There is continuing litigation between Anglo American and Codelco in respect of the option agreement between them relating to AA Sur (described fully in note 34 to the financial statements). Anglo American will continue to defend its rights vigorously, while remaining open to working with Codelco to reach a settlement that recognises the strength of Anglo American's legal position and protects the interests of Anglo American's shareholders.

The sale demonstrated our commitment to delivering value for shareholders. Anglo American remains fully committed to its major inward investment programme in its Chilean business and to continuing its significant social and community investment programme in Chile.

As announced in September 2011, we are participating in a sales process to dispose of our effective 16.8% interest in Palabora Mining Company. A review of this investment in the second half of 2011 concluded that the asset was no longer of sufficient scale to suit the Group's investment strategy.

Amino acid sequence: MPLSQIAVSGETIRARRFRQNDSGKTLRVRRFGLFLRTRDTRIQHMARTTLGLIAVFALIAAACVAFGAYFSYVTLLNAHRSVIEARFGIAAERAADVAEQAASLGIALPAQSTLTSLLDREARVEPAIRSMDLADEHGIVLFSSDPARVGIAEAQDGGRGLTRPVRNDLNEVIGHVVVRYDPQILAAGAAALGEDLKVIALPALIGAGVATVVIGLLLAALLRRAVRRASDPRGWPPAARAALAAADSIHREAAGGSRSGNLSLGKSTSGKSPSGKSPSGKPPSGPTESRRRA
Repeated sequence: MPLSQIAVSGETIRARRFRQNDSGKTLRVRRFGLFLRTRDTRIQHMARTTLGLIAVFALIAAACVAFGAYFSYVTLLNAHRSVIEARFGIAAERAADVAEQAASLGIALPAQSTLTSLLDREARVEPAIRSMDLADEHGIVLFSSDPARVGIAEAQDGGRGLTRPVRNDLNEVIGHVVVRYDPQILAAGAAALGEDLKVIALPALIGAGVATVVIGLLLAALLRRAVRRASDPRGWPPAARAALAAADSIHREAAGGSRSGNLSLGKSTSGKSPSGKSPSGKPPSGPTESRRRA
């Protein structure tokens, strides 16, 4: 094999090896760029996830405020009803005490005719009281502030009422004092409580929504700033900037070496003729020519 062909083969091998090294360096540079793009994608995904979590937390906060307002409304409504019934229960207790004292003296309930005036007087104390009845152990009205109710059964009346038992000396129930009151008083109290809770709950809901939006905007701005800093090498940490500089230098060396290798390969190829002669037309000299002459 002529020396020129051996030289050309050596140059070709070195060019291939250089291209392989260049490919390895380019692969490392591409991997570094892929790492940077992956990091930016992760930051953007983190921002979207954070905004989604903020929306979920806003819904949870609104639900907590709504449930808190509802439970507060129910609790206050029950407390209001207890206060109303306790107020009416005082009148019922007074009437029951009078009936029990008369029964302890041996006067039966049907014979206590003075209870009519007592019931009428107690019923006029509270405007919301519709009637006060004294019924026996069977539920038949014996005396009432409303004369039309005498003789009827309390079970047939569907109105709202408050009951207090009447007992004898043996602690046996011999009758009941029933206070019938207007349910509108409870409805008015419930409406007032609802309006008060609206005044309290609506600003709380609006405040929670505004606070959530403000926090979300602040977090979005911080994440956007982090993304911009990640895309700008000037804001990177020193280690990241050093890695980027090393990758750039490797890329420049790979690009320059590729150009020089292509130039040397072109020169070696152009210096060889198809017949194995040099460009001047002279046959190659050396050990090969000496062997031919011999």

Copper stocks and prices


Copper generated an operating profit of $2,461 million, 13% lower than in 2010. The higher average copper price for the year was more than offset by lower sales volumes and higher operating costs. Higher power and fuel-related costs affected all operations, particularly Los Bronces due to a period of exposure to the elevated marginal cost of power on the central Chilean grid. At Collahuasi, the decision to incur additional logistics costs in order to maximise sales while the Patache port shiploader was being repaired also had an adverse effect on unit costs.


Average price 2011 2010
Average market prices (c/lb) 400 342
Average realised prices (c/lb) 378 355

Copper prices increased strongly during the first half of the year, and reached a record (nominal) high of 460c/lb as demand increased and supply remained constrained. However, as concerns grew over the outlook for the world economy, the price moved off this peak and was more volatile in the second half of the year as Europe's sovereign debt crisis continued to affect sentiment.

After dropping sharply in September, the copper price recovered during subsequent months to end the year at 343c/lb, representing a decrease of 25% from its February high. For the full year, the realised price averaged 378c/lb, a 6% increase compared with 2010. This included a negative provisional price adjustment for 2011 of $278 million, versus a net positive adjustment in the prior year of $195 million.